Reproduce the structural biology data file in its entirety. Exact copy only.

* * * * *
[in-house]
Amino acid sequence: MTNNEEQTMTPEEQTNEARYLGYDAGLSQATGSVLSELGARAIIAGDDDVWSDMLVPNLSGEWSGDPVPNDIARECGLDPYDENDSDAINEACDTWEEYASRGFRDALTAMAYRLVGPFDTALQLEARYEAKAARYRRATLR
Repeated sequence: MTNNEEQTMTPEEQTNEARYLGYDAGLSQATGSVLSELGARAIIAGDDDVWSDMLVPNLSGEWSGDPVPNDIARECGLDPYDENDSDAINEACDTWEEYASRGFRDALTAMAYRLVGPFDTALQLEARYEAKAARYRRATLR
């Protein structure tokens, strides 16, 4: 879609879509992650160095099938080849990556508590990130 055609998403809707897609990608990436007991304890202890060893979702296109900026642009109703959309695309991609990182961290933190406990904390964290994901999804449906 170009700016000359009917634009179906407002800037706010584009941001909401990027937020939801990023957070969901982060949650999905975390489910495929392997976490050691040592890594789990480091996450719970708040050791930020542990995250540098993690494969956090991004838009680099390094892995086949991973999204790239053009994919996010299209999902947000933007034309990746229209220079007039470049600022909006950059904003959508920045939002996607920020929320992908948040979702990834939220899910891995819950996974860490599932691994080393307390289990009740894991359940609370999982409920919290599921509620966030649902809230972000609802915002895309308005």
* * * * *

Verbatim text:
[in-house]
Amino acid sequence: MTNNEEQTMTPEEQTNEARYLGYDAGLSQATGSVLSELGARAIIAGDDDVWSDMLVPNLSGEWSGDPVPNDIARECGLDPYDENDSDAINEACDTWEEYASRGFRDALTAMAYRLVGPFDTALQLEARYEAKAARYRRATLR
Repeated sequence: MTNNEEQTMTPEEQTNEARYLGYDAGLSQATGSVLSELGARAIIAGDDDVWSDMLVPNLSGEWSGDPVPNDIARECGLDPYDENDSDAINEACDTWEEYASRGFRDALTAMAYRLVGPFDTALQLEARYEAKAARYRRATLR
């Protein structure tokens, strides 16, 4: 879609879509992650160095099938080849990556508590990130 055609998403809707897609990608990436007991304890202890060893979702296109900026642009109703959309695309991609990182961290933190406990904390964290994901999804449906 170009700016000359009917634009179906407002800037706010584009941001909401990027937020939801990023957070969901982060949650999905975390489910495929392997976490050691040592890594789990480091996450719970708040050791930020542990995250540098993690494969956090991004838009680099390094892995086949991973999204790239053009994919996010299209999902947000933007034309990746229209220079007039470049600022909006950059904003959508920045939002996607920020929320992908948040979702990834939220899910891995819950996974860490599932691994080393307390289990009740894991359940609370999982409920919290599921509620966030649902809230972000609802915002895309308005």